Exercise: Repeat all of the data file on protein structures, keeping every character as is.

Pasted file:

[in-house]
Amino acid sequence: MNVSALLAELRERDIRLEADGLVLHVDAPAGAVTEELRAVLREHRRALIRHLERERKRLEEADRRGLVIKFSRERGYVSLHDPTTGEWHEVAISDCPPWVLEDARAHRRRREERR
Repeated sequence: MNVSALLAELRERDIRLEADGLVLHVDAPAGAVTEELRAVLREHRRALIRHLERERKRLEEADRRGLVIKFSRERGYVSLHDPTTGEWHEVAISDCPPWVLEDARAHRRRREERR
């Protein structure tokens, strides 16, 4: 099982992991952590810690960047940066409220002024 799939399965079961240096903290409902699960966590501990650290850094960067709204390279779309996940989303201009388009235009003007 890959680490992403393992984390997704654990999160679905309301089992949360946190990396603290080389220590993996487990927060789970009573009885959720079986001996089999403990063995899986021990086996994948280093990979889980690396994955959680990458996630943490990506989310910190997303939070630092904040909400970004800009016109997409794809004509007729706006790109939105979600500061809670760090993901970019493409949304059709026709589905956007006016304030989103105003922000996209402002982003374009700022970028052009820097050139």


[in-house]
Amino acid sequence: MNVSALLAELRERDIRLEADGLVLHVDAPAGAVTEELRAVLREHRRALIRHLERERKRLEEADRRGLVIKFSRERGYVSLHDPTTGEWHEVAISDCPPWVLEDARAHRRRREERR
Repeated sequence: MNVSALLAELRERDIRLEADGLVLHVDAPAGAVTEELRAVLREHRRALIRHLERERKRLEEADRRGLVIKFSRERGYVSLHDPTTGEWHEVAISDCPPWVLEDARAHRRRREERR
């Protein structure tokens, strides 16, 4: 099982992991952590810690960047940066409220002024 799939399965079961240096903290409902699960966590501990650290850094960067709204390279779309996940989303201009388009235009003007 890959680490992403393992984390997704654990999160679905309301089992949360946190990396603290080389220590993996487990927060789970009573009885959720079986001996089999403990063995899986021990086996994948280093990979889980690396994955959680990458996630943490990506989310910190997303939070630092904040909400970004800009016109997409794809004509007729706006790109939105979600500061809670760090993901970019493409949304059709026709589905956007006016304030989103105003922000996209402002982003374009700022970028052009820097050139």